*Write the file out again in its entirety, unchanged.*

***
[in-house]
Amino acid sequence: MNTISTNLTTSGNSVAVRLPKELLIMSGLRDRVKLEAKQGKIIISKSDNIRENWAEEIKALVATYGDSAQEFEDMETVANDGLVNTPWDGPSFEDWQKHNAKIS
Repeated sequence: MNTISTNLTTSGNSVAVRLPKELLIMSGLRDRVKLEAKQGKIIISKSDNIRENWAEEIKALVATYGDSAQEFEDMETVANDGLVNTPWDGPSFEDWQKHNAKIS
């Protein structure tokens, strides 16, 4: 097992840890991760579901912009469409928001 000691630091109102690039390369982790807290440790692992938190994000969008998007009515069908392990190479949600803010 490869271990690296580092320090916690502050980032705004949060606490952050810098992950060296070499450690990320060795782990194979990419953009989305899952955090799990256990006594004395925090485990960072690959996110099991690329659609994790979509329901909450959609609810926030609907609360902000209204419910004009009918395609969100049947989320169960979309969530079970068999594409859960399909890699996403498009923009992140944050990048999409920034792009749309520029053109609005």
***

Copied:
[in-house]
Amino acid sequence: MNTISTNLTTSGNSVAVRLPKELLIMSGLRDRVKLEAKQGKIIISKSDNIRENWAEEIKALVATYGDSAQEFEDMETVANDGLVNTPWDGPSFEDWQKHNAKIS
Repeated sequence: MNTISTNLTTSGNSVAVRLPKELLIMSGLRDRVKLEAKQGKIIISKSDNIRENWAEEIKALVATYGDSAQEFEDMETVANDGLVNTPWDGPSFEDWQKHNAKIS
């Protein structure tokens, strides 16, 4: 097992840890991760579901912009469409928001 000691630091109102690039390369982790807290440790692992938190994000969008998007009515069908392990190479949600803010 490869271990690296580092320090916690502050980032705004949060606490952050810098992950060296070499450690990320060795782990194979990419953009989305899952955090799990256990006594004395925090485990960072690959996110099991690329659609994790979509329901909450959609609810926030609907609360902000209204419910004009009918395609969100049947989320169960979309969530079970068999594409859960399909890699996403498009923009992140944050990048999409920034792009749309520029053109609005």